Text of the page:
No one will argue that current drought conditions are forcing Texans everywhere to expand water conservation efforts and to reconsider water use as resources shrink as a result of abnormally dry conditions.

But the latest proposal by Central Texas Water Coalition President Jo Karr Tedder that rice farmers should simply sell their farms to lower water demands from the Colorado River to ensure residents of Austin enough water to irrigate their lawns is not only an unfair solution, but one that favors urban development over food production.

To be fair, Tedder and the CTWC are to be commended for aggressively pursuing solutions to help alleviate pressures of the drought and lower demand for water for the present crisis and for years to come. The organization has supported such worthy projects as rainwater harvesting, protecting natural springs, and promoting conservation programs and projects.

But in a March 6 press release, Tedder talks about a “bold proposal” that encourages officials of the Lower Colorado River Authority to abandon plans to construct a series of small reservoirs adjacent to rice farms in Wharton, Colorado and Jackson Counties that would provide water for rice irrigation while reducing demand for extraction of river water during peak times. Instead, Tedder suggests that LCRA purchase rice farms and eliminate the high demand of water rice operations require. The proposal is critical not only of high water use of rice operations but of the reduced price rice farmers pay for water, $6.50 an acre foot compared to Central Texas cities who must pay $151.00 per acre foot for water.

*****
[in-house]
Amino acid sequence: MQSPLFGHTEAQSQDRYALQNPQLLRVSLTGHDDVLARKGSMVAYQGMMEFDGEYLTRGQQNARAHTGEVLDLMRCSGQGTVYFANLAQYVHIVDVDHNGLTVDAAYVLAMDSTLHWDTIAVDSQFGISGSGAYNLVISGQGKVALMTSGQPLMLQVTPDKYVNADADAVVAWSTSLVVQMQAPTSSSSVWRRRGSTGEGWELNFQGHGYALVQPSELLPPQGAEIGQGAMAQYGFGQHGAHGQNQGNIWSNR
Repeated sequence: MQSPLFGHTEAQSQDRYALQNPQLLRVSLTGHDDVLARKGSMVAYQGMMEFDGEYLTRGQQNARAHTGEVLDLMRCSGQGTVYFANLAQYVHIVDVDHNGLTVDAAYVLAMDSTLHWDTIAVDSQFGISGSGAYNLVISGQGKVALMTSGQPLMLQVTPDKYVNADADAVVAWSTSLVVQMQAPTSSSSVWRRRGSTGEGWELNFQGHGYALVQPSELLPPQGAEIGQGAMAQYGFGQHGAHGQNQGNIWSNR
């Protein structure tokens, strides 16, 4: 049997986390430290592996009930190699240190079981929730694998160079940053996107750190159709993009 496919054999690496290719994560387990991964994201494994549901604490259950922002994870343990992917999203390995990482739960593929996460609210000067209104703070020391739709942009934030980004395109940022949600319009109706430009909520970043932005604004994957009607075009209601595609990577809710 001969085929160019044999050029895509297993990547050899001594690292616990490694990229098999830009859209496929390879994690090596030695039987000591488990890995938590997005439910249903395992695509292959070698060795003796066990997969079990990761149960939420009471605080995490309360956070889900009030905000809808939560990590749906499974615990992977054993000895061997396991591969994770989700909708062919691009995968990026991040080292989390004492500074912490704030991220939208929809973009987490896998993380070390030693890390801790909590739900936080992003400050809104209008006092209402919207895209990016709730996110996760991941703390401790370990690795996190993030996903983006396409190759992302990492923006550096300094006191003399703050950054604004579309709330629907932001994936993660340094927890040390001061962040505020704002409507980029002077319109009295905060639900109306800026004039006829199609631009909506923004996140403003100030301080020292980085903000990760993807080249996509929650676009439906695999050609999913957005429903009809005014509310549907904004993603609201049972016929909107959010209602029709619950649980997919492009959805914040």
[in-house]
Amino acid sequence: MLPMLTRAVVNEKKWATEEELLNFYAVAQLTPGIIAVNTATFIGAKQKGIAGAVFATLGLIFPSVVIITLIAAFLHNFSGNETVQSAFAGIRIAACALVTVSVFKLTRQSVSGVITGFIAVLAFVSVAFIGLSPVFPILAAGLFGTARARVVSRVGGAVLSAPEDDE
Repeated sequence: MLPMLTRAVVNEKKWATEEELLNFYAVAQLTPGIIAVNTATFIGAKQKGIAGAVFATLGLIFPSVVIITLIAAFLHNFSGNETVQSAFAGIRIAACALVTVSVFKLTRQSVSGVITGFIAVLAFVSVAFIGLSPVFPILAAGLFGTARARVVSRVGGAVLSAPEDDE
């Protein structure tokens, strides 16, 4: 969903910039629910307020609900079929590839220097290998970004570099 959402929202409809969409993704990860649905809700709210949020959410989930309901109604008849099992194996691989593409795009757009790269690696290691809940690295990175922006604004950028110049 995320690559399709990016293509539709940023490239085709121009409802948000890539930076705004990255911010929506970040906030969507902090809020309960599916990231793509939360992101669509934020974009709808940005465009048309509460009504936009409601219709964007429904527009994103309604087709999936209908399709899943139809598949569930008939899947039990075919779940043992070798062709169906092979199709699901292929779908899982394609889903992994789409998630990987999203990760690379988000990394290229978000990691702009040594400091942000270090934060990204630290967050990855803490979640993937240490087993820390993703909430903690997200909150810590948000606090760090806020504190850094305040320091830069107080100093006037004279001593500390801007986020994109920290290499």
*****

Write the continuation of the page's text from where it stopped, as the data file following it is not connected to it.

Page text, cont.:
To be certain, the $6.50 an acre price Tedder says rice farmers pay for an acre foot of water is a number disputed by Mike Burnside, a former rice producer who serves on the Texas Rice Producer Board and is an officer of the Texas Rice Research Board. He says rice farmers are paying about $44.00 per acre foot of water. He also says while some power plants and smaller municipalities are paying $151.00 per acre foot of water to LCRA, the City of Austin, the largest municipal user of water from the Highland Lakes, is not. Their price per acre foot is difficult to calculate because of a number of special considerations. Burnside said they receive some water without charge while they pay for some acre feet of water.